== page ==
Second and third respondents argued that the relief sought by the applicant is incompetent given the non-citation of one Kumbirayi Katiyo who is the holder of title, rights and interest in the property. They also alleged that there are material disputes of fact incapable of resolution on the papers. On the merits, they alleged that applicant has failed to satisfy the requirements for an interdict. They referred to the case of Nanhanga v Chalmers & Ors HH 545/14 in which it is stated that a judicial sale remains conditional until it is confirmed by the Sheriff and after confirmation the transaction becomes perfecta and the sale is sealed. Once the sale is sealed, the purchaser acquires rights which can only be upset by a court of law. Second and third respondents argued that this position does not apply to the present matter. They pointed out that firstly, a judicial sale is a cash sale and applicant made no valid bid as he had no money. They argued that there was nothing for the Sheriff to confirm. They also argued that the special condition imposed by NBS for the release of the money amounted to a counter-offer thereby nullifying the original offer made by the sheriff. They referred to the case of Orion Investments (Pvt) Ltd v Ujamaa Investments (Pvt) Ltd & Ors 1987 (1) ZLR 141 in which it was stated that for a contract to be formed, it is necessary that the offeree must, in agreeing, accept the exact terms offered by the offeror. Further it was stated that where the offeree makes a counter-offer or signifies a qualified acceptance of the offer, the offer is taken to have been refused and no contract is formed.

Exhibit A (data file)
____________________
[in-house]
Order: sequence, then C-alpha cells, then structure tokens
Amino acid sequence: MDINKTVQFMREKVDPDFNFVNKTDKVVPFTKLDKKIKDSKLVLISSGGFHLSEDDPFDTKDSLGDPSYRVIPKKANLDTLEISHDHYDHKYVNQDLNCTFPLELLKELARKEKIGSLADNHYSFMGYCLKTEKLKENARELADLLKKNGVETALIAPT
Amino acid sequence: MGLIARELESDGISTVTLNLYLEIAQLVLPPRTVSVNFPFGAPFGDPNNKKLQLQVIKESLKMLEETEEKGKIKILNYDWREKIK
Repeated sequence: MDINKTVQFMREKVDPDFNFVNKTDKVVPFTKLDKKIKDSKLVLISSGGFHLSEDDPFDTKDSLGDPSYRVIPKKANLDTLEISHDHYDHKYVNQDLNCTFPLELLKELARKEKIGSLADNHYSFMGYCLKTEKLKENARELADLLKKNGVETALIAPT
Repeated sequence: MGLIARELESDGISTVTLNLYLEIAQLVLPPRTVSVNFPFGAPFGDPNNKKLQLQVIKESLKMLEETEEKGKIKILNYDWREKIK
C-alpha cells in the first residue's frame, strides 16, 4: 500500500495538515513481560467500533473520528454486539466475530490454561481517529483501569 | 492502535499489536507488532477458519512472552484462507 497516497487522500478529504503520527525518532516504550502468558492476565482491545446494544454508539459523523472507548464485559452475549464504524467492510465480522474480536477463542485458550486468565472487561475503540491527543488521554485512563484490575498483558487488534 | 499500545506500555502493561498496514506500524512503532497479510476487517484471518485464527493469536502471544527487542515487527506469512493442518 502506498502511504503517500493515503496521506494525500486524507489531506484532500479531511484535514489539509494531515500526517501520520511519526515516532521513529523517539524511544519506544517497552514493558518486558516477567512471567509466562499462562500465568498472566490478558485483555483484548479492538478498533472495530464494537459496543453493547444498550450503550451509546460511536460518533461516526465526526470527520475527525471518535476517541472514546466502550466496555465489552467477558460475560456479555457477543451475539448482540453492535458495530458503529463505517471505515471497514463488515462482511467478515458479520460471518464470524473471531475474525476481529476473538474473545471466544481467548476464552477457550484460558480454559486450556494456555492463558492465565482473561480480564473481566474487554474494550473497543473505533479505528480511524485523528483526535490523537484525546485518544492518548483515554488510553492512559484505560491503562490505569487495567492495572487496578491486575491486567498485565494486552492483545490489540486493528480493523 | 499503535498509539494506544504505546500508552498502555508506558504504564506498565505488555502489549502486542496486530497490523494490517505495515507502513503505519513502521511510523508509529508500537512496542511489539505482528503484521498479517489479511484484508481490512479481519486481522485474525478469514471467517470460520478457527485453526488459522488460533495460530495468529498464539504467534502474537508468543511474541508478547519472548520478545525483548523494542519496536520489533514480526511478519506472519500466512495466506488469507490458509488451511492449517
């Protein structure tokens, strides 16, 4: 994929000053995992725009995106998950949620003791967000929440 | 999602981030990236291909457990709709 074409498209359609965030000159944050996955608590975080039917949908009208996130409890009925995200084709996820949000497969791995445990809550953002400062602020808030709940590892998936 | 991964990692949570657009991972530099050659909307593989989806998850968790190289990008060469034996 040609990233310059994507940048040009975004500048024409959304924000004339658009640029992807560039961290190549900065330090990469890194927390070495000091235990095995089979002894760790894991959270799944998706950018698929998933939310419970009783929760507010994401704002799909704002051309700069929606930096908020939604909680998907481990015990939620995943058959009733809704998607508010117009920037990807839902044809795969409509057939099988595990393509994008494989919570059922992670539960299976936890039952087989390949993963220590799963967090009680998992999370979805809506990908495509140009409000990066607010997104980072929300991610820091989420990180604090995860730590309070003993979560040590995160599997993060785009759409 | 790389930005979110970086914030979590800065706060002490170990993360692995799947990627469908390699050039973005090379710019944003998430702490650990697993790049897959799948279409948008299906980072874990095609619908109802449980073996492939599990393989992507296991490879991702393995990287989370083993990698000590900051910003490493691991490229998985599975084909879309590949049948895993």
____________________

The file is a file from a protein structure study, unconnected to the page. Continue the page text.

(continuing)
Second and third Respondents also argued that the Sheriff could not extent the period for the payment of the purchase price as no valid bid had been made and the failure to pay constituted repudiation of the agreement. They disputed that there is an apprehension of irreparable injury to the applicant as he had not parted with any substantial amount and that regard being had to the movements in the economy, the changes in currency, the loss of value of the local dollar, applicant would have received a valuable piece of property for nothing. They submitted that the equities favour their position and there is an alternative remedy which applicant can invoke to protect his purported rights as he can claim damages.
The question to be answered in this case is whether or not applicant has made a case for the granting of an interdict and a compelling order. The requirements as stated earlier are:
- A clear right which must be established on a balance of probabilities
- Irreparable injury actually committed or reasonably apprehended; and
- The absence of a similar protection by way of any other remedy.